The Washington Post: Will deterrence have a role in the cyberspace ‘forever war’?

UC cyber security Richard Harknett co-authors book, cited by columnist in national media article

An opinion piece in The Washington Post examines cyber security through the lens of a new book co-authored by UC cyber security expert Richard Harknett: “Cyber Persistence Theory: Redefining National Security in Cyberspace,” released May 20. 

Harknett, a professor and head of the UC School of Public and International Affairs, wrote the book with Michael Fischerkeller and Emily Goldman. 

In The Post’s opinion piece, columnist David Ignatius compares and contrasts modern cyber warfare with past threats such as nuclear war and military combat, and cites the book’s authors as experts on the contemporary enemy.   

In the nuclear environment, the authors say, security is derived from the absence of action and the threat of an assured response. In the conventional environment, security depends on episodic action in militarized crises and armed conflict. The difference in advancing positive national security outcomes between the nuclear, conventional, and cyber strategic environments could not be starker.

“Cyberweapons fundamentally change the nature of warfare. Borders don’t matter much to digital code. And cyberwar is a continuum (and always happening at a low level), rather than an on-off switch. It’s a new domain, with new rules,” the author’s wrote in a separate article for The National Interest.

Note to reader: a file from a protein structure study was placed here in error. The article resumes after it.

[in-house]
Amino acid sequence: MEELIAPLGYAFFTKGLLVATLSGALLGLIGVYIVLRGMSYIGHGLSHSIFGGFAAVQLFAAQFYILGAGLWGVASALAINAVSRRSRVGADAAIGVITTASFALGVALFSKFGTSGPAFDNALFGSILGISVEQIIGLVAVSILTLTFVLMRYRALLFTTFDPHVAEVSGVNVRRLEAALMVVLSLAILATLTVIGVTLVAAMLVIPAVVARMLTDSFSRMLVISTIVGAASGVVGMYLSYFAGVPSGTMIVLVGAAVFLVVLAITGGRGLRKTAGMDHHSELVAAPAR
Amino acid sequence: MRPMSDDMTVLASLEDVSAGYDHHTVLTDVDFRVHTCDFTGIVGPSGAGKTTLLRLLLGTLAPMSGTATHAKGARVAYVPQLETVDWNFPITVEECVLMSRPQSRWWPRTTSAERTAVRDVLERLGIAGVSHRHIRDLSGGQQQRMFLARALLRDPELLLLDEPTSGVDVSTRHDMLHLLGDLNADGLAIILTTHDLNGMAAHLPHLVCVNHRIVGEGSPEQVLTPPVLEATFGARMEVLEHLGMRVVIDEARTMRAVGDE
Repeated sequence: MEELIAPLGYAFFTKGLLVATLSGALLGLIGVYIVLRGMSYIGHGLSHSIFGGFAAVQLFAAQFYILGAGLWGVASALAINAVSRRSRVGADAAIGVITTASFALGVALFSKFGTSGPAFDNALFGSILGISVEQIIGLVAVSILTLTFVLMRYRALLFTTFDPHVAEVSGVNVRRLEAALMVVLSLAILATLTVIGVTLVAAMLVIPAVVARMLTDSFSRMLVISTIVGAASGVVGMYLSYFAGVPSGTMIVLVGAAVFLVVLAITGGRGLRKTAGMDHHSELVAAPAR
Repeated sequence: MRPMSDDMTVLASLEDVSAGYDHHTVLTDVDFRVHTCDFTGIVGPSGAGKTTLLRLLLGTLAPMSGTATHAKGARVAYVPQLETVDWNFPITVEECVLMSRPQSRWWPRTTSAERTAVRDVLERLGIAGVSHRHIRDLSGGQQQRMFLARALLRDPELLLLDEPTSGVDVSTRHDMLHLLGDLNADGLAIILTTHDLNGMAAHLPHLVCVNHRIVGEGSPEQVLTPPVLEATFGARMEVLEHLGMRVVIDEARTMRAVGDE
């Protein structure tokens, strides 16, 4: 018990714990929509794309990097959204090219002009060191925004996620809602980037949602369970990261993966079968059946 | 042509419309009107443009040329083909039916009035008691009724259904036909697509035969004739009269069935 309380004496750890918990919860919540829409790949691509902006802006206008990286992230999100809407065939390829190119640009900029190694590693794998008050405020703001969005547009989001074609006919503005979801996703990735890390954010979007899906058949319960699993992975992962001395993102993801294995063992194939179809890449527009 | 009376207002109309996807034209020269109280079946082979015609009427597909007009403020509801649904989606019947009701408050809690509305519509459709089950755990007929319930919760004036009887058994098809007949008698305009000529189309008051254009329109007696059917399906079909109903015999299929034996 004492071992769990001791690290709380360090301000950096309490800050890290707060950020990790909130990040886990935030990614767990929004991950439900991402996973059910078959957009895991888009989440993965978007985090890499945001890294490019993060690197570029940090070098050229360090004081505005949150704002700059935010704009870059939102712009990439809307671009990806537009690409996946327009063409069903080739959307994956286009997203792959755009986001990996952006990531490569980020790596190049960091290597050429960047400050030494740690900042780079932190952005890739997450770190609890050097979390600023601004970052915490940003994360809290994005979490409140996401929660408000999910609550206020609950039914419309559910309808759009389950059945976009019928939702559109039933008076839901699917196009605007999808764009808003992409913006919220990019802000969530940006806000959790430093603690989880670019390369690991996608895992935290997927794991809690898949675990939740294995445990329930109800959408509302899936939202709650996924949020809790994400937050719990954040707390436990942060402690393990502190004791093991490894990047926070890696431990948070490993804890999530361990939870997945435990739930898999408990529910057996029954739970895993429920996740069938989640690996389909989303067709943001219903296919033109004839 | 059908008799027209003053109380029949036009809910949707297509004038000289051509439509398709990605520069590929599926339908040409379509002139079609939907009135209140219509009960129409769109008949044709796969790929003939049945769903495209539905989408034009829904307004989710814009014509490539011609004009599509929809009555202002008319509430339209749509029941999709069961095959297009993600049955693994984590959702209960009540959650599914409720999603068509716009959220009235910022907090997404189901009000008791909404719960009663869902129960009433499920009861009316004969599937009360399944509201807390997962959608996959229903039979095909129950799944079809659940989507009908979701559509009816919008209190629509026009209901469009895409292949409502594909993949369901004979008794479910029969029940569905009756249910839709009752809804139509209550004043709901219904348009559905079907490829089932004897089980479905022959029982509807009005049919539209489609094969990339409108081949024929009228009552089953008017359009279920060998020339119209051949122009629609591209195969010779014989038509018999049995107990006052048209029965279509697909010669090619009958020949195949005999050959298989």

Professor Harknett is a trusted source for local, regional and national media.

Read the article

Featured image at top of Richard Harknett. Photo/Andrew Wigley/UC Marketing + Brand. 

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Event: March 5, 2021 9:30 AM

On Friday, March 5, The Cincinnati Project (TCP) will host its seventh-annual symposium titled “The Art and Science of Socially Just Community Partnered Research,” sponsored by UC’s College of Arts and Sciences and The Taft Research Center. Director of the Center for Culture-Centered Approach to Research and Evaluation (CARE) Mohan Dutta will deliver the keynote speech. Based in New Zealand, CARE is a global organization dedicated to developing community-based solutions for social change, advocacy and activism, inspired by the conviction that health is a human right. Founded in 2016, TCP unites researchers from UC’s College of Arts and Sciences with community partners to benefit marginalized communities in Cincinnati, tackling economic, race, gender and health issues. Past TCP research has focused on high eviction rates in Hamilton County, resulting in city legislation to protect the rights of renters through an eviction prevention plan. In addition to the keynote speaker, the symposium will include discussion panels from area organizations such as Housing Opportunities Made Equal (HOME), the Urban League of Greater Southwestern Ohio, the Center for Closing the Health Gap, and UC faculty researchers. Topics will include ways in which community-based research can be conducted in socially just ways, in order to benefit the communities it is designed to serve. The symposium will be held virtually via Zoom from 9:30 a.m. to 1:30 p.m., and is free and open to the public. For more information or to register, please visit The Cincinnati Project.

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